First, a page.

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August 5, 2016 2:53 pm

UK Government Report on Involvement With Israel’s Alleged Nuclear Arsenal Mysteriously Missing From National Archives

avatar by Lea Speyer

Inside the UK's National Archives. Over 400 documents have gone missing, including a report on the British government's involvement in Israel's alleged nuclear arsenal. Photo: Wikimedia Commons.

Inside the UK’s National Archives. Over 400 documents have reportedly gone missing, including a report on the British government’s involvement in Israel’s alleged nuclear arsenal. Photo: Wikimedia Commons.

Official documents relating to the British government’s involvement in Israel’s alleged nuclear arsenal have mysteriously gone missing, the BBC reported on Wednesday.

According to the report, over the last four years, 402 government documents have disappeared from the National Archives, including Foreign Office files from the 1970s and a letter written by former prime minister Winston Churchill in 1947.

One of the missing files listed includes a 1979 report entitled, “Military and nuclear collaboration with Israel: Israeli nuclear armament.” The lost nuclear report, the BBC said, apparently relates to a 1978 United Nations resolution highlighting concern over “increasing evidence” of Israel’s attempts to obtain nuclear weapons.

Since the 1950s, Israel has maintained a policy of nuclear ambiguity, neither confirming nor denying whether it possesses nuclear weapons.

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Documents relating to city planning in Jerusalem during the time of the British Mandate also appear to be missing, the BBC said, including 23 photographs of plans and a “panoramic view of Mount of Olives; outer and inner city views,” as well as a 1918 memorandum by Sir William McLean, a civil servant and British architect, who submitted plans to develop Jerusalem while preserving the Old City, the report said.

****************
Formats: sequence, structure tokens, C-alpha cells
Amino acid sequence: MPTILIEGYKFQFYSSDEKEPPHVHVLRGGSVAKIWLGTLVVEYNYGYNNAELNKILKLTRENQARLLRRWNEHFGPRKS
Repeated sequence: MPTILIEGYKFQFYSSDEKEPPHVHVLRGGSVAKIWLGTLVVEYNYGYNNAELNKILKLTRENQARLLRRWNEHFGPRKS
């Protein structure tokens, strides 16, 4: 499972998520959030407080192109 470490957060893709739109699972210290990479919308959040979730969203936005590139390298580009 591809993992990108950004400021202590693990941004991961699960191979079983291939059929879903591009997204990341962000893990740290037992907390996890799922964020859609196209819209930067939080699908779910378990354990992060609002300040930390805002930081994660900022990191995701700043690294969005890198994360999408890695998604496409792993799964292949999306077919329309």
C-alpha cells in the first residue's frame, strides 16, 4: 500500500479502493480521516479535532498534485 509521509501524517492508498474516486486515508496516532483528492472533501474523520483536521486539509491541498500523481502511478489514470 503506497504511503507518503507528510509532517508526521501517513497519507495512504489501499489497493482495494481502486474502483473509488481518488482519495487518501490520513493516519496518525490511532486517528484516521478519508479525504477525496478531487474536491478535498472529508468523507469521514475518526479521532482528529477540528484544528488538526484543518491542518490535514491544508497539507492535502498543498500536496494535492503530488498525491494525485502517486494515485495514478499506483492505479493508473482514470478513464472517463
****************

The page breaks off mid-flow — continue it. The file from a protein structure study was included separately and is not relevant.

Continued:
The discovery of the missing documents came following a Freedom of Information request by the BBC. The National Archives said it was conducting a “robust” investigation into the missing documents, which remain unaccounted for since January 1, 2012.  

Historian and Labour MP Tristram Hunt, vice-chair of the All-Party Parliamentary Group on Archives and History, told the BBC that the missing documents are a “worrying loss.”

“The challenge is to ensure that you’ve got the systems to prevent that, because with every loss of a potential piece of archive you’re losing some history and understanding,” he said. “You’re losing a sense of connection and you’re losing the fabric of the past.”

Hunt said he was “particularly concerned” about the missing documents pertaining to Jerusalem, which he called a “fascinating period.”

The National Archives houses more than 11 million public records for the British government and distributes more than 600,000 documents each year. In 2011, it was discovered that 1,600 files were lost over the course of the previous six years.

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